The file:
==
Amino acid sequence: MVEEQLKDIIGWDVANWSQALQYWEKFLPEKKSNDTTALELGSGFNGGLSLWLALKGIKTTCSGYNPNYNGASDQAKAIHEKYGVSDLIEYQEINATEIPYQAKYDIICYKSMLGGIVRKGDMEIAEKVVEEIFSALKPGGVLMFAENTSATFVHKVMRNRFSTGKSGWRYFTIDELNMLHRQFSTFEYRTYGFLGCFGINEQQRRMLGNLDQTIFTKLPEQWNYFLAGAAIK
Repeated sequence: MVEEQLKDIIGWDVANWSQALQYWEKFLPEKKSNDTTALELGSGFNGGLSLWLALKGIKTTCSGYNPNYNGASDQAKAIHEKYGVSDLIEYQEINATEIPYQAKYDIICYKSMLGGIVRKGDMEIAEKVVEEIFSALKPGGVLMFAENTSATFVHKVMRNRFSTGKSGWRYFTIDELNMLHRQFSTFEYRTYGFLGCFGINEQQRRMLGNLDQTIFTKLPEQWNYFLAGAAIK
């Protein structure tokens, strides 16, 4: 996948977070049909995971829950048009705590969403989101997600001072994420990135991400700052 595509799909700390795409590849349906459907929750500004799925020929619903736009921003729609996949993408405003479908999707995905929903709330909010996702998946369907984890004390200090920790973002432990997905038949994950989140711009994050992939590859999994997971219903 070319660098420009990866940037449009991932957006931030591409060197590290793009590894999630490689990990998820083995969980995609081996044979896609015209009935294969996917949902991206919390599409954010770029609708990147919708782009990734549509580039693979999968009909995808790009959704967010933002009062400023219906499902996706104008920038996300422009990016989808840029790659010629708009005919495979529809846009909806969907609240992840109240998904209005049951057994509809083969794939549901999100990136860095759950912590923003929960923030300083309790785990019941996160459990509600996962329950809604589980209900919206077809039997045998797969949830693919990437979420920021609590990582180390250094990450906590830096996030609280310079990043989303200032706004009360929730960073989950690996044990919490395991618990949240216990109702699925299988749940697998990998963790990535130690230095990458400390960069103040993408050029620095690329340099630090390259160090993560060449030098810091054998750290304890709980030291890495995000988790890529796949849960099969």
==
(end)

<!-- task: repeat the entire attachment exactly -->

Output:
Amino acid sequence: MVEEQLKDIIGWDVANWSQALQYWEKFLPEKKSNDTTALELGSGFNGGLSLWLALKGIKTTCSGYNPNYNGASDQAKAIHEKYGVSDLIEYQEINATEIPYQAKYDIICYKSMLGGIVRKGDMEIAEKVVEEIFSALKPGGVLMFAENTSATFVHKVMRNRFSTGKSGWRYFTIDELNMLHRQFSTFEYRTYGFLGCFGINEQQRRMLGNLDQTIFTKLPEQWNYFLAGAAIK
Repeated sequence: MVEEQLKDIIGWDVANWSQALQYWEKFLPEKKSNDTTALELGSGFNGGLSLWLALKGIKTTCSGYNPNYNGASDQAKAIHEKYGVSDLIEYQEINATEIPYQAKYDIICYKSMLGGIVRKGDMEIAEKVVEEIFSALKPGGVLMFAENTSATFVHKVMRNRFSTGKSGWRYFTIDELNMLHRQFSTFEYRTYGFLGCFGINEQQRRMLGNLDQTIFTKLPEQWNYFLAGAAIK
């Protein structure tokens, strides 16, 4: 996948977070049909995971829950048009705590969403989101997600001072994420990135991400700052 595509799909700390795409590849349906459907929750500004799925020929619903736009921003729609996949993408405003479908999707995905929903709330909010996702998946369907984890004390200090920790973002432990997905038949994950989140711009994050992939590859999994997971219903 070319660098420009990866940037449009991932957006931030591409060197590290793009590894999630490689990990998820083995969980995609081996044979896609015209009935294969996917949902991206919390599409954010770029609708990147919708782009990734549509580039693979999968009909995808790009959704967010933002009062400023219906499902996706104008920038996300422009990016989808840029790659010629708009005919495979529809846009909806969907609240992840109240998904209005049951057994509809083969794939549901999100990136860095759950912590923003929960923030300083309790785990019941996160459990509600996962329950809604589980209900919206077809039997045998797969949830693919990437979420920021609590990582180390250094990450906590830096996030609280310079990043989303200032706004009360929730960073989950690996044990919490395991618990949240216990109702699925299988749940697998990998963790990535130690230095990458400390960069103040993408050029620095690329340099630090390259160090993560060449030098810091054998750290304890709980030291890495995000988790890529796949849960099969």